I have chosen to preach from II Cor. 11:16-28. Since our missionaries are here tonight and many can relate to these events in Paul’s life, and since the majority of my life has been involved in Mission work with the churches of the BMA of America, I feel that God has led me to this message for all of us. In verses 16-21, Paul seems to set the stage for his coming defense. He more or less says, “Y’all tolerate what I am about to write. This bunch of Israelites, Hebrews, seed of Abraham, so-called ministers of Christ have belittled our faith in Christ. If they have caused us to suffer, bringing us into bondage, devouring us, they exalt themselves, belittling us, treating us as weaklings, and acting like bullies. Well, y’all stick with me while I tell you ‘bout me!”

External Consequences of His Work for Jesus (vs. 23-28)

Paul basically says, “As a minister, I work more, have been whipped a bunch, in jail a lot, deaths all around. I’ve been beaten almost to death by the Jews five times. They beat me with rods three times, stoned me almost to death, been in three shipwrecks and treaded water a day and a night. I’ve been on many long trips, in a lot of danger of waters, flash floods and raging rivers.”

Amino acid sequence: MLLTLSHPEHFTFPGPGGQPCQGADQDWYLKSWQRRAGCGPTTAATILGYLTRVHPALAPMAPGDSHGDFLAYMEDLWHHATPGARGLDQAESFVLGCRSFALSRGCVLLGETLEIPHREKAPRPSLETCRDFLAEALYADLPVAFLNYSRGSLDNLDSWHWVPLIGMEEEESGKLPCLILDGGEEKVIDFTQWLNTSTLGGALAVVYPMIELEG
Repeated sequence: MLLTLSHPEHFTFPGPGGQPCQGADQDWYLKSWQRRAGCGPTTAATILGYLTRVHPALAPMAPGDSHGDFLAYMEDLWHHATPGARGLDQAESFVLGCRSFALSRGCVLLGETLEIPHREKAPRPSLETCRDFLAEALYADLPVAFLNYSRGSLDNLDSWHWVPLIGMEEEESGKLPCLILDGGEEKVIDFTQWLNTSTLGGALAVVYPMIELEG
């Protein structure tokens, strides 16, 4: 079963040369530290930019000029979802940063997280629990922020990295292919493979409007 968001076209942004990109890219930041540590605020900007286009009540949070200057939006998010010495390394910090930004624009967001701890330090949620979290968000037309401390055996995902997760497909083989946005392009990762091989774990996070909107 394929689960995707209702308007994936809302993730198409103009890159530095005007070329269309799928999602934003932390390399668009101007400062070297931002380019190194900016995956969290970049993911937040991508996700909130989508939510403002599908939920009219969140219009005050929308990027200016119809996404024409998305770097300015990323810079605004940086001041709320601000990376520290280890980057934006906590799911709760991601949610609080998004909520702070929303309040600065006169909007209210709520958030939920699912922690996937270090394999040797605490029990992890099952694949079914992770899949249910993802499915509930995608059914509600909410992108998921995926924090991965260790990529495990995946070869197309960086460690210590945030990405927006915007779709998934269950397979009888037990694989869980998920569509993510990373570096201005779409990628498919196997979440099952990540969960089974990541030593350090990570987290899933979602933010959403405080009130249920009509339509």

This reminds me of early one morning in Mecatlan, Hidalgo, Mexico, about a two-hour walk from where we left the old Jeep. We had preached late and slept a little on the log benches in the little church house when one of those torrential rains awoke us. Bro. Catarino shouted, “Tenemos que ir!” — “We gotta go!” We hurriedly put on our boots, grabbed a piece of plastic sheet each and began the walk back to the Jeep, which was about 30 minutes on the other side of the river between Tlachiyahualica and Huiyatl. When we got to the river, it had already become a raging torrent!

At that time there were no paved roads, no bridges, no electricity and no communications outside of earshot. We sat on some big rocks, under our plastic and noticed four young men wading in the river. It was about chest-deep on them. It was apparent that they were under the influence and were having fun doing what they had learned to do all their lives — wade in raging rivers. About that time, shortly after daylight, a schoolteacher came to the edge of the river on the other side from where we were sitting. She was expecting a child and was really large! Two boys took one of her arms each and, believe it or not, walked across the river with her. I noticed that she gave them a peso, about a dime! I shouted to Cata, “Shoot! I have two pesos, let’s get them to help us cross.

We undressed down to our skivvies, put our clothes and boots in our “morales” (woven grass bags) and they took me first, one on each arm. I never imagined what was about to happen. If that woman could pass, surely I could. We had reached midstream easily enough when a huge round rock bowled the feet out from under all three of us. They struggled to hold me above the water while trying to get their feet back to the bottom. Finally, they let me go in order to save themselves as the water churned and tumbled me for about 200 yards.